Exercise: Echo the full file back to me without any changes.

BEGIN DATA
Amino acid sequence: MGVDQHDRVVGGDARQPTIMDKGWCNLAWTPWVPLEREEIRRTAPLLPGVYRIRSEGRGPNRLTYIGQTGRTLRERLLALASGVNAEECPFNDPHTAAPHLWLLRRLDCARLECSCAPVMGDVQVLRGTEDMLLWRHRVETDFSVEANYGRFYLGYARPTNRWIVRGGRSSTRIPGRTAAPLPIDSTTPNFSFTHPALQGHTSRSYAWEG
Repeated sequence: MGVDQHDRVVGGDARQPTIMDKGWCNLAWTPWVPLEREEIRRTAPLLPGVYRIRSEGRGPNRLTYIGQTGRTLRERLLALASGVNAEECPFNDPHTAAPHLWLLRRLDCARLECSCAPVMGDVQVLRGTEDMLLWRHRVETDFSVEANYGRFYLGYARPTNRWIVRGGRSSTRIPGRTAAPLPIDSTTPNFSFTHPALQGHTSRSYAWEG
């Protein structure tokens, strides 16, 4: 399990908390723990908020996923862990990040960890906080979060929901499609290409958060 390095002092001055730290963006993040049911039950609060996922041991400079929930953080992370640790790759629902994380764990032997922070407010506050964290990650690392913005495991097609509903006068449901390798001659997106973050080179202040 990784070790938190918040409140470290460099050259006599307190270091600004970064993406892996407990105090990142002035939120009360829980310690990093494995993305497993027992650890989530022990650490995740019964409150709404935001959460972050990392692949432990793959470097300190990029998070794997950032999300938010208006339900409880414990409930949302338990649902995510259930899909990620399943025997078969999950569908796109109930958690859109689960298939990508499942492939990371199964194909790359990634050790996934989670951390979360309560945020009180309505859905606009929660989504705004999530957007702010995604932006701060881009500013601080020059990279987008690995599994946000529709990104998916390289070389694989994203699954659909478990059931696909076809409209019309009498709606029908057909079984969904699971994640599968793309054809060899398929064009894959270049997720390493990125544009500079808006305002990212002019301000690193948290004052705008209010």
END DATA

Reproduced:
Amino acid sequence: MGVDQHDRVVGGDARQPTIMDKGWCNLAWTPWVPLEREEIRRTAPLLPGVYRIRSEGRGPNRLTYIGQTGRTLRERLLALASGVNAEECPFNDPHTAAPHLWLLRRLDCARLECSCAPVMGDVQVLRGTEDMLLWRHRVETDFSVEANYGRFYLGYARPTNRWIVRGGRSSTRIPGRTAAPLPIDSTTPNFSFTHPALQGHTSRSYAWEG
Repeated sequence: MGVDQHDRVVGGDARQPTIMDKGWCNLAWTPWVPLEREEIRRTAPLLPGVYRIRSEGRGPNRLTYIGQTGRTLRERLLALASGVNAEECPFNDPHTAAPHLWLLRRLDCARLECSCAPVMGDVQVLRGTEDMLLWRHRVETDFSVEANYGRFYLGYARPTNRWIVRGGRSSTRIPGRTAAPLPIDSTTPNFSFTHPALQGHTSRSYAWEG
């Protein structure tokens, strides 16, 4: 399990908390723990908020996923862990990040960890906080979060929901499609290409958060 390095002092001055730290963006993040049911039950609060996922041991400079929930953080992370640790790759629902994380764990032997922070407010506050964290990650690392913005495991097609509903006068449901390798001659997106973050080179202040 990784070790938190918040409140470290460099050259006599307190270091600004970064993406892996407990105090990142002035939120009360829980310690990093494995993305497993027992650890989530022990650490995740019964409150709404935001959460972050990392692949432990793959470097300190990029998070794997950032999300938010208006339900409880414990409930949302338990649902995510259930899909990620399943025997078969999950569908796109109930958690859109689960298939990508499942492939990371199964194909790359990634050790996934989670951390979360309560945020009180309505859905606009929660989504705004999530957007702010995604932006701060881009500013601080020059990279987008690995599994946000529709990104998916390289070389694989994203699954659909478990059931696909076809409209019309009498709606029908057909079984969904699971994640599968793309054809060899398929064009894959270049997720390493990125544009500079808006305002990212002019301000690193948290004052705008209010």